We need to be looking at this in the context of a range of other actions that need to be taken. Affordable credit should be provided, whether it is through government-sponsored microcredit schemes or, importantly, capping interest rates that are charged by lenders such as this. We also need to be looking at a very strong suggestion that was made in New Zealand: that there is a role for helping consolidate debts and ensuring that there is a lower interest rate for those consolidated debts. What we see from this report and what I have heard from talking to people is that people borrow money to pay back money. Because they are trying to get out of one debt, they will borrow more. So it is a constant round of borrowing money, which only leads to more debt—lifelong debt. People, as I said, talked about the crippling nature of the burden and the psychological impact of that debt.
We need to see some leadership from government to demonstrate not just stopgap measures but long-term measures to assist low-income families. Obviously, one of those measures for those who are living on income support payments is to increase income support. I will note: while we are busy copying New Zealand, we seem to be only taking some of the bad bits, not the good bits, and one of those is, surprise, surprise, that they actually increased income support payments as part of this package. I have not heard that from the government yet. Maybe we should be looking at that before we put in place health and welfare cards.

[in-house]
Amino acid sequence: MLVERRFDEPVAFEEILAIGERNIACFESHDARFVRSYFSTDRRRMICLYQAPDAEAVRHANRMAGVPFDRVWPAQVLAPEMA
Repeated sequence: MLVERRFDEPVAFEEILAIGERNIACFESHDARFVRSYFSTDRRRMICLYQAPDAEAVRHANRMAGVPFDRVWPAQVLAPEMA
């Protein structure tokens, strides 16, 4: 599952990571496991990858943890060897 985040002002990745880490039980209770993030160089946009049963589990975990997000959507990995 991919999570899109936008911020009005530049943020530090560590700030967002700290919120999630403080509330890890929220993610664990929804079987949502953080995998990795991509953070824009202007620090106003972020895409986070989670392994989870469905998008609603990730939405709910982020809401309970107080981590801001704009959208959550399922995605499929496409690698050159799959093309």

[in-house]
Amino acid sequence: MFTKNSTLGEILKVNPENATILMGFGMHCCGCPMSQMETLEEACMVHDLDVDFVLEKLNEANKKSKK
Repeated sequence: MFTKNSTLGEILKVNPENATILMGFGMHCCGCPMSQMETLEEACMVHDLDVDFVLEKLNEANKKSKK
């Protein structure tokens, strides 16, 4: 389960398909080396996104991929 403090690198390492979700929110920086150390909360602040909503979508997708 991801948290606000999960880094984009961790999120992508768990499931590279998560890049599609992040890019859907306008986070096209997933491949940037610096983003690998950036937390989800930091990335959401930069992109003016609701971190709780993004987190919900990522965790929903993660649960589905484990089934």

So far the government has been primarily focused on making life harder for those on low incomes, and particularly those on income support. We have seen attempts to reduce payments by freezing indexation; attempts to deny those under 30 income support for six months at a time; lifting the age of eligibility for Newstart to 25; and now attempts to force people to wait for income support for four weeks—in fact, it is five weeks when you add the week of waiting.
We have also seen big cuts to important programs that actually help low-income households. Millions have been pulled out of the discretionary grant program in the Department of Social Services, and that has seriously affected Australia's ability to address the causes of poverty. We have seen millions—half a billion—pulled out of programs for Aboriginal and Torres Strait Islander peoples. A number of programs have been shutting their doors over the past six weeks. They were the so-called lucky services that had their funding extended for six to 12 months; however, they are closing now. In my home state of Western Australia we have seen the rolling back of financial assistance support.